Muting and Unmuting

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People ask me, every day, what were the hard parts of this last year for me as a rabbi. I have to tell you that while this has been a very difficult year for all of us, I have lot less to complain about than many others. But I do want to tell you about an issue that has affected me as a rabbi every single day and night of the last year, that continues to puzzle me: the issue of muting and unmuting.

What’s the issue? We’re having a service. I am standing here at this lectern and I see that there are fifteen or twenty screens with people. If they are all muted, I am standing here and I am the only one singing and talking and reading. I want to hear everybody. But there are just a few problems. There is a five second time lag that makes everyone sound like a barbershop quartet in a junkyard on the moon. This person is unmuted and has a dog that is barking at the mailman. This person is getting phone calls and either they answer or the answering machine answers for them, and it’s all disruptive. So muting is bad, because we can’t hear anyone, and unmuting is bad, because we can hear every-one. Sometimes we have to mute people for the sake of everybody else. Sometimes people get insulted. Sometimes we mute them, they unmute themselves, we mute again; they unmute again. It’s a battle of clicks. It’s like Dueling Mutations.

So what’s the solution? I don’t know. You see, in Judaism, we don’t have trouble deciding on what is right and wrong. We know what’s right and we know what’s wrong. And we even know that you can do everything right and still get it wrong.

What Judaism struggles with is when you have two good principles and they come into conflict. Like wanting everyone to pray together and sing and feel part of something and finding that it is impossible to pray when you hear dogs barking and answering machines.

So we do what we’ve been doing this at every service, muting a lot, asking the people who are participating to unmute for their parts, asking everyone at points and at the end of the service to unmute.

I think about the struggle between muting and unmuting in another, more important way. In our lives, when should we talk and when should we not talk is a constant struggle. If you’re a parent, when do you say something to your child, and when do you stay quiet and let them figure it out for themselves? If you have a friend who’s making a mistake, what do you say and not say? When you’re a member of a community, or a citizen of a country, when do you push your opinions on others, and when do you hold back?

If you think about it in this way, we are constantly deciding what to say and what not to say. I can tell you one of the rules I live by: If you say it, it’s hard to take it back. If you don’t say it, you can usually say it at another time when you’ve had time to consider whether you really should say it. I remember once being very angry at someone for something they had done. It took every bit of restraint I had not to call him and express my anger. But I didn’t say anything, and I came around to understand why he had done what he’d done. It was one of the best things I ever didn’t say.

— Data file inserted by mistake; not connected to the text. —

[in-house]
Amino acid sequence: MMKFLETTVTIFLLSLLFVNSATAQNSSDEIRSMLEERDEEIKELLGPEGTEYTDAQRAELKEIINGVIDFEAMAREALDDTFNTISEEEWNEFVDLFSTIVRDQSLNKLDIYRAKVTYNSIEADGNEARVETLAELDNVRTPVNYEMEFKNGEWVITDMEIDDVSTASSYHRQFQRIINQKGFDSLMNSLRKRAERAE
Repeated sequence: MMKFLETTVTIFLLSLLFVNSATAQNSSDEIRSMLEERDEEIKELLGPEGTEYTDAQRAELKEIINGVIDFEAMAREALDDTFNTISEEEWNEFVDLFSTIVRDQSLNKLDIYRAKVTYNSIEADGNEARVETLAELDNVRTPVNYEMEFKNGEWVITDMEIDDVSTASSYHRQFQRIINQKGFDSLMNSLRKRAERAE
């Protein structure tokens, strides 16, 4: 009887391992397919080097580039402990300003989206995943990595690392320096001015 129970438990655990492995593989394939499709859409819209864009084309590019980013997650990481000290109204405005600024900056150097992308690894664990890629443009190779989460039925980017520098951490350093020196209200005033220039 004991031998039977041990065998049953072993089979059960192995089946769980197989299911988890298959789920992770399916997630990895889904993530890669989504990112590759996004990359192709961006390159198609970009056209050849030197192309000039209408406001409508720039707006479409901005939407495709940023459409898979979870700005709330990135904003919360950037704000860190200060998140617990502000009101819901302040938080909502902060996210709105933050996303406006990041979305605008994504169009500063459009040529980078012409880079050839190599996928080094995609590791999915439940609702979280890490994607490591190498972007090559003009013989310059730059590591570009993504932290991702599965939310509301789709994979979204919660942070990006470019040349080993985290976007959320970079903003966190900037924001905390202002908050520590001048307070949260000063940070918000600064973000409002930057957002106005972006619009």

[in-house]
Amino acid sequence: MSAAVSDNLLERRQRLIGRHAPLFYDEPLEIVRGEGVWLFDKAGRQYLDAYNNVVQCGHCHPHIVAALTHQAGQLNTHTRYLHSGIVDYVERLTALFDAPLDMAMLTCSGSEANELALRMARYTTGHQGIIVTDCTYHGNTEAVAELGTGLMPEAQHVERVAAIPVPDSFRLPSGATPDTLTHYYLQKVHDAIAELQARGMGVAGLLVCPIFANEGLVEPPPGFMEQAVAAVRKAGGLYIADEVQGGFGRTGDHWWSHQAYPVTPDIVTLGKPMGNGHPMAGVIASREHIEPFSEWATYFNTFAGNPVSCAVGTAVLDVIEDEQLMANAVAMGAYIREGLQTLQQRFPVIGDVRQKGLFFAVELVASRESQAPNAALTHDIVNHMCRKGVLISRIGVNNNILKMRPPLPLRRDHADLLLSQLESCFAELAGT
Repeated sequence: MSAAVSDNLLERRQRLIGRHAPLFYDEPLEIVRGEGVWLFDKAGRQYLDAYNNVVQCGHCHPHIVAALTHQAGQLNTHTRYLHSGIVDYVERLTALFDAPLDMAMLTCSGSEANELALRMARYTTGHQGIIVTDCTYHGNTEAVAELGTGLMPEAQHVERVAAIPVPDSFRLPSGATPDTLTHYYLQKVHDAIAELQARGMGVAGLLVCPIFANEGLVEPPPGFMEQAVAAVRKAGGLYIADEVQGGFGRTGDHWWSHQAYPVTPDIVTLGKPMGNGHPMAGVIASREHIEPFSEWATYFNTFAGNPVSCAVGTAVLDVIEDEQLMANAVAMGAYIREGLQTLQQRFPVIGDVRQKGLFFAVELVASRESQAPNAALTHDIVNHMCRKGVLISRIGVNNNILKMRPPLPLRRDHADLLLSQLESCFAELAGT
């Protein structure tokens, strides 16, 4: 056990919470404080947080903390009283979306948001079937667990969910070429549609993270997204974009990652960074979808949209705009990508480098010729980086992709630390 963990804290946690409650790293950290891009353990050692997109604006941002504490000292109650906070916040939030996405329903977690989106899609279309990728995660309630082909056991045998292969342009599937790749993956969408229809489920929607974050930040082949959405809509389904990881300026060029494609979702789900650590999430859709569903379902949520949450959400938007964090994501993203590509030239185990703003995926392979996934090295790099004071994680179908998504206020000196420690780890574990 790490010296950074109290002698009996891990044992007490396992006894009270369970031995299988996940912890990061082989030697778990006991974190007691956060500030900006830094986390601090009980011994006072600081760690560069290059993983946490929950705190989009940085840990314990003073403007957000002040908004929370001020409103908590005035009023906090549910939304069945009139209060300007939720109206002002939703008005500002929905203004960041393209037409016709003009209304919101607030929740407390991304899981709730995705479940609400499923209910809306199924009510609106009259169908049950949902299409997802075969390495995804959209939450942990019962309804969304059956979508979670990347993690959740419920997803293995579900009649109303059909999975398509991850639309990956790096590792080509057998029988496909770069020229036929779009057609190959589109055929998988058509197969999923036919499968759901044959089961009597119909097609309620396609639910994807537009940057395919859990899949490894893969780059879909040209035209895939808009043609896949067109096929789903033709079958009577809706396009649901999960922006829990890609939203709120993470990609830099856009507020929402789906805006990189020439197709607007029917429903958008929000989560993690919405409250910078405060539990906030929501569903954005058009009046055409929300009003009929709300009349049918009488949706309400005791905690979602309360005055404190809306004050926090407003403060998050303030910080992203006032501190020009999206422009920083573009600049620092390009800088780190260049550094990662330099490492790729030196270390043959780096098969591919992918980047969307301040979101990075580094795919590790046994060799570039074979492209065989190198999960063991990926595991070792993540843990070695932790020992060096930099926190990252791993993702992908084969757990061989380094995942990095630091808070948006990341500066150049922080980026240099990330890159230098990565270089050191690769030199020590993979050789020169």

Unmuting and muting. I know people who say every single thing that comes into their minds. No filter, whatsoever.

They are very difficult people to be with. What makes us think that we have to tell everything that occurs to us? Are we Moses who is so smart and so wise that we need the world to know all of our thoughts?

As we have coped during the time of this pandemic, we have struggled with contradictory aspects of our new reality. We are immersed, as never before, in a virtual world of communication. We connect with people we have not talked to in ages. We share articles and messages. We have discovered new powers of, and new needs, for speaking.

But just as we have learned to “chat,” we have also learned to “mute” and “unmute” ourselves. We are pulled between experiences of increased communication and of silence. Sometimes these silences are imposed upon us, and sometimes they are silences we dearly miss. We have endured the burden of imposed silences – whether of sorrow, anxiety, loneliness, pain or outrage – and yet we know that there are good silences, too, silences of tranquility and peace.

Like anything in life, like participating in a zoom service, we have to find balance. We have to find a balance between saying too much and not speaking out when we should. Every day, we pray for the wisdom to say and what not to say. It’s one of the challenges of being human.

Rabbi Scolnic